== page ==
Still, Patrick's detractors refuse to acknowledge her skill as a race car driver. She finished second as an 18-year-old in England's prestigious Formula Ford Festival in 2000 and, while spending two years in an open-wheel training ground called Formula Atlantic, netted several poles and podium finishes against a very deep field.
When she did make it to IndyCar, she had some standout drives, but her most famous results were achieved with better fuel mileage than her competitors. Her fourth-place finish in that 2005 Indianapolis 500 vaulted her to national prominence; her win at the 2008 race in Motegi, Japan, was the first for a woman in that series.
But other races were better reflections of her talent. Patrick charged from last to third before contact in Milwaukee in 2007, and she put up runner-up finishes at Texas and Homestead in 2010, fighting side-by-side with the eventual race winners. She finished seventh, sixth and fifth in IndyCar's final points tallies from 2007-09 in a field of more than 20 cars, not bad results by any stretch of the imagination.
It was always natural, then, that Danica would seek the brighter lights and greater marketing and endorsement value of NASCAR. She began her dalliance with racing selected events from 2010-11, before making the full-time switch last year, spending part of the year in the lower Nationwide Series.
Patrick's 2012 Nationwide season netted only four top-10 finishes in 33 starts, but she still ranked 10th in points at year's end. She also made her Sprint Cup debut, with one top-20 finish in 10 starts.
So the media attention is nothing new, but the mass amount that was born at Indy in 2005 has resurfaced this week thanks to this accomplishment. Denny Hamlin, the driver of Joe Gibbs Racing's No. 11 FedEx Toyota, acknowledged this on Tuesday's Dan Patrick Show.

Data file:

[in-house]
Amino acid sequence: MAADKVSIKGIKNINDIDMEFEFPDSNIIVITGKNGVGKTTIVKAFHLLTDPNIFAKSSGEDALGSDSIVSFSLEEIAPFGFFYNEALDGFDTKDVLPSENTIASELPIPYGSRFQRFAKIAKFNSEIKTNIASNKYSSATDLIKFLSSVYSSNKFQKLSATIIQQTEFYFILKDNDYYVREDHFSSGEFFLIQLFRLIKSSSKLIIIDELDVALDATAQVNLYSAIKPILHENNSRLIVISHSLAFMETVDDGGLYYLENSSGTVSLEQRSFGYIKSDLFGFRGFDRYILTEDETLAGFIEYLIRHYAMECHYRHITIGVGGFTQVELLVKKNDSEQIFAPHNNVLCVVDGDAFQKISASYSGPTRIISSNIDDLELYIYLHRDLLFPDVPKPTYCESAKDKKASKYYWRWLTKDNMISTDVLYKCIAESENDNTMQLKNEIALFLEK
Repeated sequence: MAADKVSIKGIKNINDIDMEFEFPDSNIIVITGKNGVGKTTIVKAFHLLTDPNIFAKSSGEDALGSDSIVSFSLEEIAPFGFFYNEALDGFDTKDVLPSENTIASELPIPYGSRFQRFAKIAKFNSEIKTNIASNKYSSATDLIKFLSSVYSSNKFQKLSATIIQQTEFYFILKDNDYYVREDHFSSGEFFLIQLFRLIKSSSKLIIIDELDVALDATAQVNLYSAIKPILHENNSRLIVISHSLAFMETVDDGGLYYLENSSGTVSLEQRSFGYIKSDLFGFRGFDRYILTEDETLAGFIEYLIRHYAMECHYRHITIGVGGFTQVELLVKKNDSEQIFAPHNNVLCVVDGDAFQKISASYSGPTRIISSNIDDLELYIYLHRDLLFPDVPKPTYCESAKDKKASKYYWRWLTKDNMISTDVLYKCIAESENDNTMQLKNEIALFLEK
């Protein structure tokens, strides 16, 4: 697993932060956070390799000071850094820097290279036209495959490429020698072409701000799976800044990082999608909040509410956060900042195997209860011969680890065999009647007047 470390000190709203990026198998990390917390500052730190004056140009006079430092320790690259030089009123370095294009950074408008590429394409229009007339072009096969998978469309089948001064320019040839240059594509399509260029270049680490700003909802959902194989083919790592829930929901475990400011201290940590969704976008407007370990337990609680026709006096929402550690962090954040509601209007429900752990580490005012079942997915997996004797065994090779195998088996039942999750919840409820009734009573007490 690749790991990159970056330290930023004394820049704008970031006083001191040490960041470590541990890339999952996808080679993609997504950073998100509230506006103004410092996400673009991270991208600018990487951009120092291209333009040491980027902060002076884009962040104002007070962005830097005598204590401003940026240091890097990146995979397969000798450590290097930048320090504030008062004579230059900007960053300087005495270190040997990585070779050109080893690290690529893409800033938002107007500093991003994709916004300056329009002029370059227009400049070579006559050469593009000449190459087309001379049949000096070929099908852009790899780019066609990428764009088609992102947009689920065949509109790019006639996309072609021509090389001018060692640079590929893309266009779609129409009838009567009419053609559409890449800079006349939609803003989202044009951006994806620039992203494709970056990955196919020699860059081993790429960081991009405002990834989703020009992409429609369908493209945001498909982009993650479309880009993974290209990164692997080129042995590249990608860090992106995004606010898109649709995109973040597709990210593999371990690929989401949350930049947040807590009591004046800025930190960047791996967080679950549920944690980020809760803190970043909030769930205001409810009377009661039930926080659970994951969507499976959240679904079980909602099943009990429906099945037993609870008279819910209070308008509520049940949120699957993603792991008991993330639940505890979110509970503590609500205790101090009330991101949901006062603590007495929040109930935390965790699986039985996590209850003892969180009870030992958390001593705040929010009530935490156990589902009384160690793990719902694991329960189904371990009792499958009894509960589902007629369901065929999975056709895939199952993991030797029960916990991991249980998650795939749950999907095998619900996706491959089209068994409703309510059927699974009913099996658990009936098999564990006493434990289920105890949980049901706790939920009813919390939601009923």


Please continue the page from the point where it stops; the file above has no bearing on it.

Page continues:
"For the accomplishments she's had, yes," Hamlin said, when asked whether Patrick gets too much attention. "But what's she's done for the sport . people are willing to forgive that."
Starting from pole helps, but it is no guarantee of success in this race. A pole-sitter hasn't won the Daytona 500 since Dale Jarrett in 2000 and hasn't scored a top-five finish since 2001 (Bill Elliott in fifth).
Much of this pole is down to Danica's equipment, where horsepower plays a greater role than outright driving ability, a fact she is keen to mention in interviews.
"This is what I'm supposed to be doing: Getting the most out of my car and myself," she told Dan Patrick on Tuesday. "Here at Daytona, it's very much about the car. Lucky enough, I have the fastest ride out there, going flat and turning left."
Of the six fastest qualifiers on Sunday, five have Hendrick-built Chevrolet engines in their cars, including Patrick's two Stewart Haas Racing teammates Tony Stewart and Ryan Newman.
Come Sunday, the challenge for Patrick is to begin validating the hype by staying out of trouble (easier said than done), making a series of clean pit stops, and remaining in contention to secure a strong finish in the race to kick-start her first full season in Sprint Cup.
Tony DiZinno writes for NBCSports.com and covers sports car racing for the American Le Mans Series.